KANSAS (KSNW) – On Saturday, July 16, the 10-digit National Suicide Prevention Lifeline officially transitioned to an easy-to-remember three-digit number, 988.

Whether they’re dealing with a mental health or substance abuse emergency or know someone who is, the new 24/7 Suicide & Crisis Lifeline will route callers to a local crisis specialist trained to address unique concerns and needs. This can include assessment, stabilization, referral, and follow-up. In addition, callers will be connected to resources available in their community, including in-person crisis services and a sub-network for Spanish speakers.

The 988 number is not only a resource for individuals suffering from a mental health crisis but also for those concerned with someone that may be suffering a crisis. According to the Substance Abuse and Mental Health Services Administration (SAMHSA), “both 988 and 911 systems will be coordinated so that callers can be referred to care that is appropriate for their situation,” noting that fewer than 2% of Lifeline calls require help from 911 emergency services.

The National Alliance on Mental Illness (NAMI) has comprised a list of signs to look for in a mental health crisis:

  • Feeling unable to provide self-care for hygiene, changing clothes or eating appropriately
  • Isolating self from others
  • Sudden mood swings – going from happy to calm or angry after bouts of depression
  • Restlessness or pacing
  • Feeling out of touch with reality
  • Violent or abusive behavior toward oneself or others
  • Suicidal thoughts or behaviors

According to the Federal Communications Commission, the Veterans Crisis Line will also be affected by this transition to a new number. Veterans and their loved ones will also be able to dial 988 and then press 1 to reach the Veterans Crisis Line.

“988 has been a long time coming and will serve as a critical resource during a crisis when every second counts. The new, shorter number will help ensure Veterans have easier access to the Veterans Crisis Line,” said VA Secretary Denis McDonough.  “This launch is a whole-of-government approach in line with the President’s call to prioritize mental health by strengthening access to crisis services, and preventing Veteran suicide, our top clinical priority.”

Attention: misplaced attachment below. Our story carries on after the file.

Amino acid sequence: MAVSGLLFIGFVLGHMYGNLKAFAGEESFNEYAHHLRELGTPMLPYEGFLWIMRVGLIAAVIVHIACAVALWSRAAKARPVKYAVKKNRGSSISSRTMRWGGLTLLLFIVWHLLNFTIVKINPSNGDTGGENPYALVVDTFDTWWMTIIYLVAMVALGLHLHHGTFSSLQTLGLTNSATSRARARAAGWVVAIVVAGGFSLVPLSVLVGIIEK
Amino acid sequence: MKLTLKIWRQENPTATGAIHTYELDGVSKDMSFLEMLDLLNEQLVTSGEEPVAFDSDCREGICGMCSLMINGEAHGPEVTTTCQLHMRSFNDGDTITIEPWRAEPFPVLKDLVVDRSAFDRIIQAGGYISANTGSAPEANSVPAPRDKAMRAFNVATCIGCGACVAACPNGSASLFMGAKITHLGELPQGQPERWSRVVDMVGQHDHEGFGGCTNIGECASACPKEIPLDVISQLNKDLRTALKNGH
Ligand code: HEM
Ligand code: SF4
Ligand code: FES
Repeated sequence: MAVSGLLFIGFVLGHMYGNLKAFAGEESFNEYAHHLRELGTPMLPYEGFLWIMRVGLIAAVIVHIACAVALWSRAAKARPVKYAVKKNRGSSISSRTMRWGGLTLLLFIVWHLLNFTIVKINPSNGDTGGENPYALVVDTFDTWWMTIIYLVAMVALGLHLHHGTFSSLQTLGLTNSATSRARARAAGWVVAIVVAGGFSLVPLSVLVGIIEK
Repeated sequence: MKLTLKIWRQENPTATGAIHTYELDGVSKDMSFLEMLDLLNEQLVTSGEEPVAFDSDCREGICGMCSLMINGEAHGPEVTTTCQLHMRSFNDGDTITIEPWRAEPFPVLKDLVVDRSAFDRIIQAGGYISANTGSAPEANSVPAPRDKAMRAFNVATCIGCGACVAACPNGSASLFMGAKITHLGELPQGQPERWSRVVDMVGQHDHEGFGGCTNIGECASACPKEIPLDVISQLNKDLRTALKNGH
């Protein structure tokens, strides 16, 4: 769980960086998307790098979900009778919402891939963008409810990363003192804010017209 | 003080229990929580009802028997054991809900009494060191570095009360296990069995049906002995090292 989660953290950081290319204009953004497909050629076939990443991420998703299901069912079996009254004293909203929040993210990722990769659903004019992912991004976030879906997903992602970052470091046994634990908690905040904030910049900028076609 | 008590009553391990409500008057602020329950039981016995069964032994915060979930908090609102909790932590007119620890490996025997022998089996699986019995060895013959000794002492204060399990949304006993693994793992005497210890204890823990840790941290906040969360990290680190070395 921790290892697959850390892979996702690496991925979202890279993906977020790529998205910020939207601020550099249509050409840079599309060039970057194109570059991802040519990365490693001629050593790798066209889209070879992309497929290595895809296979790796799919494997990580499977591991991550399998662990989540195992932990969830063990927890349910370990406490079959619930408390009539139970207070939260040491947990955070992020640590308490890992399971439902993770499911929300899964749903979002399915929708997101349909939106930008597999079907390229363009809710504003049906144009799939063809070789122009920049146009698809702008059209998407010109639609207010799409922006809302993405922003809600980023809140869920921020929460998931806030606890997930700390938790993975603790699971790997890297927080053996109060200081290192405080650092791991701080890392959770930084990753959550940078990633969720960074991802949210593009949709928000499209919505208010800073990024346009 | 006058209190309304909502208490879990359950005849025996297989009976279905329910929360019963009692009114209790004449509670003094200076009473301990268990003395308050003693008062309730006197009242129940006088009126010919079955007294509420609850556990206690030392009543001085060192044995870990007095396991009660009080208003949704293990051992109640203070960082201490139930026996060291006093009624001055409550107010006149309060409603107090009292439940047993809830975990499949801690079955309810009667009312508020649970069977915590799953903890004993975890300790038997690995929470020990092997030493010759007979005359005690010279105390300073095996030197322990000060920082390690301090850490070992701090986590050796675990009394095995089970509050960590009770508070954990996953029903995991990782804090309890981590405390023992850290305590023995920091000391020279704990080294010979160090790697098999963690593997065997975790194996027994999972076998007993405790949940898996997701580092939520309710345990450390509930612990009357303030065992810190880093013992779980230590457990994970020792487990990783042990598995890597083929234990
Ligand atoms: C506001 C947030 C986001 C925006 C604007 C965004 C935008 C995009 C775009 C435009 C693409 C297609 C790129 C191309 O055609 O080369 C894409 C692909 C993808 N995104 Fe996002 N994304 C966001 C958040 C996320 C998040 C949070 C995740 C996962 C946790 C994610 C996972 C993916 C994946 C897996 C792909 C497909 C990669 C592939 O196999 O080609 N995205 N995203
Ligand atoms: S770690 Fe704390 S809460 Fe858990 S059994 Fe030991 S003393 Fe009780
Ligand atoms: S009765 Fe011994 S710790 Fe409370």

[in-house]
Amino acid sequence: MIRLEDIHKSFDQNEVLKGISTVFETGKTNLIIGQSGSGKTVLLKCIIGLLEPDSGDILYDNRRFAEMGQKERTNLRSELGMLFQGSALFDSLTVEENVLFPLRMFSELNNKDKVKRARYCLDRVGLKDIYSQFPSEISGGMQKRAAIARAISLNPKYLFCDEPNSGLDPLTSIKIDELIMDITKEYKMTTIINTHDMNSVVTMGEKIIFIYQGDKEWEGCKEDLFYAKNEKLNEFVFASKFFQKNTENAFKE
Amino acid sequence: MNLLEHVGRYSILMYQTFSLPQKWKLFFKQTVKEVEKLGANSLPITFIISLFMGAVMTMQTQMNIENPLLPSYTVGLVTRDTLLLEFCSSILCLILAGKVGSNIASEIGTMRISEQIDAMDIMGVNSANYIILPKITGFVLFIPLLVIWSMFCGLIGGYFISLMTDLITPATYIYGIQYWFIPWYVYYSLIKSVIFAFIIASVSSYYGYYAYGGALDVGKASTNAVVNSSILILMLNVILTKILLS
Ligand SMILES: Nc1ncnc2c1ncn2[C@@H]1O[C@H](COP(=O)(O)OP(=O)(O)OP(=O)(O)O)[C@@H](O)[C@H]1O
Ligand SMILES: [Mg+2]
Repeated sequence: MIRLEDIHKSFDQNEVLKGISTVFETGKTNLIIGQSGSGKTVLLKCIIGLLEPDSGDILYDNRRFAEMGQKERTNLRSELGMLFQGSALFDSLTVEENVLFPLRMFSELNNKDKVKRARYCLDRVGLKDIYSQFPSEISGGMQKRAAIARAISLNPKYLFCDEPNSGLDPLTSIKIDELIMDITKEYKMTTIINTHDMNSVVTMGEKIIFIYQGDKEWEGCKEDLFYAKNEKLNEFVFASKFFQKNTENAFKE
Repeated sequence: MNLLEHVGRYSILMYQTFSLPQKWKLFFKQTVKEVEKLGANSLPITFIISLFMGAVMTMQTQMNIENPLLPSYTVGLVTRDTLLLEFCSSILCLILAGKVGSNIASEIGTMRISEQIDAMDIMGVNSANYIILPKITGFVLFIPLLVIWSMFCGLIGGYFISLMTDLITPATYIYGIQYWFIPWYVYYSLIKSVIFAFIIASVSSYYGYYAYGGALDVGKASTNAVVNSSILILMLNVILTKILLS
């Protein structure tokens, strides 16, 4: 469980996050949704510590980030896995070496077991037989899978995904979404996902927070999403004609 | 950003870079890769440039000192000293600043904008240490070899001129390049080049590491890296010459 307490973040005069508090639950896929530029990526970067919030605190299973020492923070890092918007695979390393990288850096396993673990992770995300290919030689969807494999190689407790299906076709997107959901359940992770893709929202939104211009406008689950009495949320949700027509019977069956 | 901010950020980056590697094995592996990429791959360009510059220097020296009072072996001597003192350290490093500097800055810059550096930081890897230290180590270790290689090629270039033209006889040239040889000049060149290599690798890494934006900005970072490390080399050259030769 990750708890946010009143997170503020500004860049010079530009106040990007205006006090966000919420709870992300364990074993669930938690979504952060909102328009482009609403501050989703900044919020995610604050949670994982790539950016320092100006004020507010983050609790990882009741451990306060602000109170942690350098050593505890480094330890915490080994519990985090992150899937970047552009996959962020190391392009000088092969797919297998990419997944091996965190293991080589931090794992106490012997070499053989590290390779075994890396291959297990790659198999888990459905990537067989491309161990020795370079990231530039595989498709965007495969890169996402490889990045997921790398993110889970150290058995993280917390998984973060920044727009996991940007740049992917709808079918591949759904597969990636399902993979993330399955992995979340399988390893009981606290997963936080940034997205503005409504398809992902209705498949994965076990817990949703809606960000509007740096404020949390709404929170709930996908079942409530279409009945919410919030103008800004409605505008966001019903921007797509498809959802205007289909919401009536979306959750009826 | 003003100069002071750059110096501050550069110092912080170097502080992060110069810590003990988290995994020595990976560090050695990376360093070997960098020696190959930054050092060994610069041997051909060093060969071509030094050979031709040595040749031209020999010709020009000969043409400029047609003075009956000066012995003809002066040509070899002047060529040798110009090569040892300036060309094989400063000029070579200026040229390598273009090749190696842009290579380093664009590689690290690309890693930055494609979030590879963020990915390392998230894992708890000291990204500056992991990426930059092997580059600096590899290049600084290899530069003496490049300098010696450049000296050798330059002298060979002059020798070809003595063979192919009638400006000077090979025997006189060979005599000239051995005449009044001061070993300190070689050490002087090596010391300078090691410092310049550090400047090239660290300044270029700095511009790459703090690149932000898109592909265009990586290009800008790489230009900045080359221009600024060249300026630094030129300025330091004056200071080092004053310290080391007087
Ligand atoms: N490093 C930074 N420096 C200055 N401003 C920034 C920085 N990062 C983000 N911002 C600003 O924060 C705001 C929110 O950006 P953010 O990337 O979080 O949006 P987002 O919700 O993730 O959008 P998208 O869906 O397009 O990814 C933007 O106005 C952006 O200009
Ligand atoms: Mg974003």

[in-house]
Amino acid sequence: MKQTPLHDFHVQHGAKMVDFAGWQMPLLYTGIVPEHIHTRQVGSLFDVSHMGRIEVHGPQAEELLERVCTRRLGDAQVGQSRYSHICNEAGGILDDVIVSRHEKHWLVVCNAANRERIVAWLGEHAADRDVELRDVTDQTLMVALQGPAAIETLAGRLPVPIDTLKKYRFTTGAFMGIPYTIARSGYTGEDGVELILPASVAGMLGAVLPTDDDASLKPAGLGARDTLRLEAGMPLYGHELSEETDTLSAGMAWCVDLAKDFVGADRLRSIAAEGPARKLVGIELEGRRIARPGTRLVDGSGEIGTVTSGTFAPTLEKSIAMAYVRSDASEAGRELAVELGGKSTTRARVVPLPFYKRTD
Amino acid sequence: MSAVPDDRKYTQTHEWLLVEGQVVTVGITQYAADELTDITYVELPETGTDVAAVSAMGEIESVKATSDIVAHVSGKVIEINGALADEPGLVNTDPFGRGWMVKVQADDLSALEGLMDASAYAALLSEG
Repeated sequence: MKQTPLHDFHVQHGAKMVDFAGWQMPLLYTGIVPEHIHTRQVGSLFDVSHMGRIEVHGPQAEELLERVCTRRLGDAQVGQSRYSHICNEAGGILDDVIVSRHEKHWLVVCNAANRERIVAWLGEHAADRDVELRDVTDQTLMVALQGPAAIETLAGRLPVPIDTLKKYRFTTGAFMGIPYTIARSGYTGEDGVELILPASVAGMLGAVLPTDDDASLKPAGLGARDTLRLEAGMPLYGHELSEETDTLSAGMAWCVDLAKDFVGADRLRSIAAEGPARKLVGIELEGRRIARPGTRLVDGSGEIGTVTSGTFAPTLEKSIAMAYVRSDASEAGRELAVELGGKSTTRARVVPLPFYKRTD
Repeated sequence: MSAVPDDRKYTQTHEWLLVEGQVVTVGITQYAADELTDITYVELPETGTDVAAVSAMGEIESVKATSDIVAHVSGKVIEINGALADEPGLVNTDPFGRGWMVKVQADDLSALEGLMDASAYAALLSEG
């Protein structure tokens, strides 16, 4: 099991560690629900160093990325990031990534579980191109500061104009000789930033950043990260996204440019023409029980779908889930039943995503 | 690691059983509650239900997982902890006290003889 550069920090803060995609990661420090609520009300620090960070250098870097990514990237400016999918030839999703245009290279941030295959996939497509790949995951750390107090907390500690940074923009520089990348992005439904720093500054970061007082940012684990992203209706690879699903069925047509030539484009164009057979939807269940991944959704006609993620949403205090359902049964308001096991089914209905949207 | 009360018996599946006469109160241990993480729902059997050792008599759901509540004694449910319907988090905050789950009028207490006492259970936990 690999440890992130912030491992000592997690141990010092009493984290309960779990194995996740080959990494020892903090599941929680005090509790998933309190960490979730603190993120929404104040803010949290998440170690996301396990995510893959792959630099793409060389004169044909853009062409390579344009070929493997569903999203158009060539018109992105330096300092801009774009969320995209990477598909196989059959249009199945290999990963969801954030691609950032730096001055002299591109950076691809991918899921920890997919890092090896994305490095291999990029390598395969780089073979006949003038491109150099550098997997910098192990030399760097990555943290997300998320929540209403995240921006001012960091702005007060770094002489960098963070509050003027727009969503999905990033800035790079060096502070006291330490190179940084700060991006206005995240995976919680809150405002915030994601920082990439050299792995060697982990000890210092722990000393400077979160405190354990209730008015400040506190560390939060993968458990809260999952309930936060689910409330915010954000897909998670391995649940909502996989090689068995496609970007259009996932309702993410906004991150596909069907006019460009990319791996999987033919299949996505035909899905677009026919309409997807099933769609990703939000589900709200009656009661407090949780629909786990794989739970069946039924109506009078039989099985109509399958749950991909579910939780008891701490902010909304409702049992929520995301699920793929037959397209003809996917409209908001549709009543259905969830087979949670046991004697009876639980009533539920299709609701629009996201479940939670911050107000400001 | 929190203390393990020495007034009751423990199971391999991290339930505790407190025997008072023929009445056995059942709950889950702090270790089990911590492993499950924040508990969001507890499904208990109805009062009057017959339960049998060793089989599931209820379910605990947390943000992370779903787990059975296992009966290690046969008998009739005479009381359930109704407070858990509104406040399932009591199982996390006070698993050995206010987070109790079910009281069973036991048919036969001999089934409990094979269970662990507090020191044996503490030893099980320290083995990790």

The 988 Lifeline will be available via call, text, or chat. All phone service providers are required to connect callers who dial 988 to the Lifeline.

When you text 988, you will be asked to complete a survey to let the crisis counselor know a little about your current situation. After that, your counselor will then listen to you, offer support, then share available resources.

“This new 9-8-8 number is an important resource to the people of Kansas whether you or a loved one use it or not. I am pleased to have worked across the aisle to ensure that we sent a bipartisan bill to the Governor’s desk that avoided any increase in cell phone fees or taxes. Health care—including mental health care and substance use treatment—is a public good that all Kansans should have access to regardless of ability to pay,” said Rep. Annie Kuether, Ranking Minority on the House Committee on Energy, Utilities, and Telecommunications

In January, Kansas began working on the Lifeline’s development, building its infrastructure and access. Five months later, Kansas Governor Laura Kelly signed Senate Bill 19, creating behavioral health intervention teams for the state and declaring that every year on July 1, $10 million in state general funds will be appropriated to fund 988 with no access fee for Kansans.

“With 9-8-8, we are on the path to reversing our country’s mental health crisis and getting Kansans the help they need,” Kelly said. “Just as every American knows to call 911 in times of emergency, every American – and every Kansan – will soon know to call 988 when they or a loved one is facing a mental health or substance abuse crisis.”